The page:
“Did you ever have a situation where you meet somebody and you end up having a long, nerdy conversation with them?” Jordan Peele, who stars with Keegan-Michael Key in Comedy Central's new sketch show, Key & Peele, asks over the phone.
It's happened to me and has likely happened to many people reading this article. You meet someone and end up engaged in a conversation that would only make sense to someone who shares your knowledge and passion for a particular subject. The conversation goes on for what seems like forever and you end up with a new friend. For Peele, he didn't just end up with a friend — he found his eventual comedy partner, Key.
That was back in 2002, when the two actors/writers were involved in a cast swap between the Second City in Chicago and Boom Chicago in Amsterdam. Key performed at the former, while Peele is an alum of the latter.
Not too long after they forged a friendship, both ended up on MADtv. It was a moment of “absolute serendipity,” says Key. The duo began writing together.
“We found that we had something that really tickled us that we couldn't get across necessarily on MAD,” says Peele. “That's what we're exploring on [Key & Peele] as well.”
Key & Peele, which will premiere on January 31 at 10:30 p.m., has already made a splash online. A sketch from the series, “Obama Loses His SH*T,” racked up over 2 million views after Comedy Central posted it on YouTube two weeks ago.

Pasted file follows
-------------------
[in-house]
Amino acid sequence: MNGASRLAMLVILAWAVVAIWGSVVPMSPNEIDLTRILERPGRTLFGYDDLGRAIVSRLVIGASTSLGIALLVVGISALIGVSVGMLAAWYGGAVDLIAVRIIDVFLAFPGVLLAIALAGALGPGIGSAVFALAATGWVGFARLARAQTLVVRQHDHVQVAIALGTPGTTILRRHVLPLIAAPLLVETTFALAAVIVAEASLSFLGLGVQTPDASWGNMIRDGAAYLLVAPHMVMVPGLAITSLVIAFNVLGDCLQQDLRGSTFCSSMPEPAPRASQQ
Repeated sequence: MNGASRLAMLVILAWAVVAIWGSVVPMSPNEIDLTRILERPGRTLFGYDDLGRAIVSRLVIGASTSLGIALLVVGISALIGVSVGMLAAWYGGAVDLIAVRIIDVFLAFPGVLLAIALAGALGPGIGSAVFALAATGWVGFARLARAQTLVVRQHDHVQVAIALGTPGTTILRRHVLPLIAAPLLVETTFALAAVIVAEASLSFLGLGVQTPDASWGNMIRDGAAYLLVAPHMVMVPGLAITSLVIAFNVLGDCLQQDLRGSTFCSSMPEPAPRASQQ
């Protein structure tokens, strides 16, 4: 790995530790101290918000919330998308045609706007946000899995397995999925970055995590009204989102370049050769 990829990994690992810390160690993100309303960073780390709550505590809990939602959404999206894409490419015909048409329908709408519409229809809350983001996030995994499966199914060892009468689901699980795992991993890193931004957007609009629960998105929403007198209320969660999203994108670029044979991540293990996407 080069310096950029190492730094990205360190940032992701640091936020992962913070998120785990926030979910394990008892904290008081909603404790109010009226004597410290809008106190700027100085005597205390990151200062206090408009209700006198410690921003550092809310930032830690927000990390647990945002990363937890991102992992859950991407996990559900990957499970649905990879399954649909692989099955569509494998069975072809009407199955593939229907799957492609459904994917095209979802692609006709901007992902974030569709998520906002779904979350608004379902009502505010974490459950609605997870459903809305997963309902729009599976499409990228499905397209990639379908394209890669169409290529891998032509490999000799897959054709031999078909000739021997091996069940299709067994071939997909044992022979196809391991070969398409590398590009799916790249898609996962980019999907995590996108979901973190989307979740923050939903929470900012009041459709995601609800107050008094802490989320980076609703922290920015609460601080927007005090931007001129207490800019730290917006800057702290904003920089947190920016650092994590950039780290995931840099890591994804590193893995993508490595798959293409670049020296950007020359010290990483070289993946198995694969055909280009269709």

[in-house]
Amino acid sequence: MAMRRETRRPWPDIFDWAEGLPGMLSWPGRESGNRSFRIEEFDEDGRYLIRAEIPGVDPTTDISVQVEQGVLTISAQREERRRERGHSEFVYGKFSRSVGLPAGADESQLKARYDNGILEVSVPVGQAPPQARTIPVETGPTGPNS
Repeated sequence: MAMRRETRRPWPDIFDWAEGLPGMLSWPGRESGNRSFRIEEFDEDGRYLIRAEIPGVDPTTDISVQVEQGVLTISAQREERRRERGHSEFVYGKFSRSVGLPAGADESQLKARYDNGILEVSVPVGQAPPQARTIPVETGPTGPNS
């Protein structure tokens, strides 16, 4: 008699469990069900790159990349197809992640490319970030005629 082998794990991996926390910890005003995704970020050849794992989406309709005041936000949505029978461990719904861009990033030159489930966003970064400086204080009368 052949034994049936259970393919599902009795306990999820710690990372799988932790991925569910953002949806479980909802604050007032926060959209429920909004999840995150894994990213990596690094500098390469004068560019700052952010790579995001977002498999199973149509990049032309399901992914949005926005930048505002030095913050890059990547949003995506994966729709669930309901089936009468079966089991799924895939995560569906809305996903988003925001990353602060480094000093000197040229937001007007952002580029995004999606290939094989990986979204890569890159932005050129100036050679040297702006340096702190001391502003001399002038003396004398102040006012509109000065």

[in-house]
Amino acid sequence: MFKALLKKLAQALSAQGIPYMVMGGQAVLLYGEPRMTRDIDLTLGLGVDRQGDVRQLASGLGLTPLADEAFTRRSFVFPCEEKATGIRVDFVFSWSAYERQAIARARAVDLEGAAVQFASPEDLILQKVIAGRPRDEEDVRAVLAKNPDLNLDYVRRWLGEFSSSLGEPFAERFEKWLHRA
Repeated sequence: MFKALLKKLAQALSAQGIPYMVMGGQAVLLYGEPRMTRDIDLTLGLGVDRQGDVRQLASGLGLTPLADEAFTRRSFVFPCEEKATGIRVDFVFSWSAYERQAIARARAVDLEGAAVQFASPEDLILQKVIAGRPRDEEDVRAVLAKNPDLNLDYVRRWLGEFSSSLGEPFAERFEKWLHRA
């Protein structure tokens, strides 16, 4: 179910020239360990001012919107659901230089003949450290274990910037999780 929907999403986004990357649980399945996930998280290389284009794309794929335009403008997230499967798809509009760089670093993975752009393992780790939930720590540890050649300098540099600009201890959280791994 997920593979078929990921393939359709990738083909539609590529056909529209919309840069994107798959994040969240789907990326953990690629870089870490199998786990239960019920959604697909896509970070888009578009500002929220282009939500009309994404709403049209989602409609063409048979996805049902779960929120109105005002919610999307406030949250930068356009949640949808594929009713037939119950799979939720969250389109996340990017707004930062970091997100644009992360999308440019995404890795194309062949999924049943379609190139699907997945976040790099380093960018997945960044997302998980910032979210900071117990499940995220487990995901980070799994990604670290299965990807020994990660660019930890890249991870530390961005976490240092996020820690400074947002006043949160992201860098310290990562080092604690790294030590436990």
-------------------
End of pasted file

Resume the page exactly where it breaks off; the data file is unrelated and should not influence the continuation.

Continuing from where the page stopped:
The duo's sketches include celebrity impersonations, like Peele's take on Obama, and characters that strongly resemble pop culture figures. One spot features Key playing a cooking competition host whose knack for hurling insults will conjure images of Gordon Ramsay. There's also a good chunk of “one-upsmanship,” which Key says is “part of the fabric” of the series.
There will be some unusual sketches, like one that was filmed inside a helicopter.
“The helicopter scene was a challenge,” says Key. “I got sick a couple of times. We just to keep going.”
“For a split second, you can see his eyes go from the character to Keegan in real torment,” adds Peele.
Each episode features bits of standup-style live performances, which juxtapose Key and Peele with the characters they play in the sketches. The live portion of the episodes ties together the prevailing theme of an episode.
Key & Peele mixes topical humor with timeless pieces and Key notes that they are more inclined to rely on satire than parody. Issues of race figure prominently into the episode I saw, particularly in relation to both actors' biracial backgrounds.
It's a show so adeptly written that you may intend to watch it just for the laughs, but you'll end up thinking a lot about the topics the two explore.
“There are a few pieces in the show that I think are safe to say are caustic politically,” Key explains. “There are some social comments we're making in the show as well.”
For Key and Peele, it's a careful balancing act on the edge of humor.
“We're making a big effort to be irreverent without being just disgusting or to be irreverent without being mean,” Key stresses. Their goal, he adds, is laughs, not gasps.
“Surprise is not humor,” he says. “I think that there can be a fine line there.”
Together, though, Key and Peele are hitting their comedic stride. And it all happened thanks to one chance nerdfest.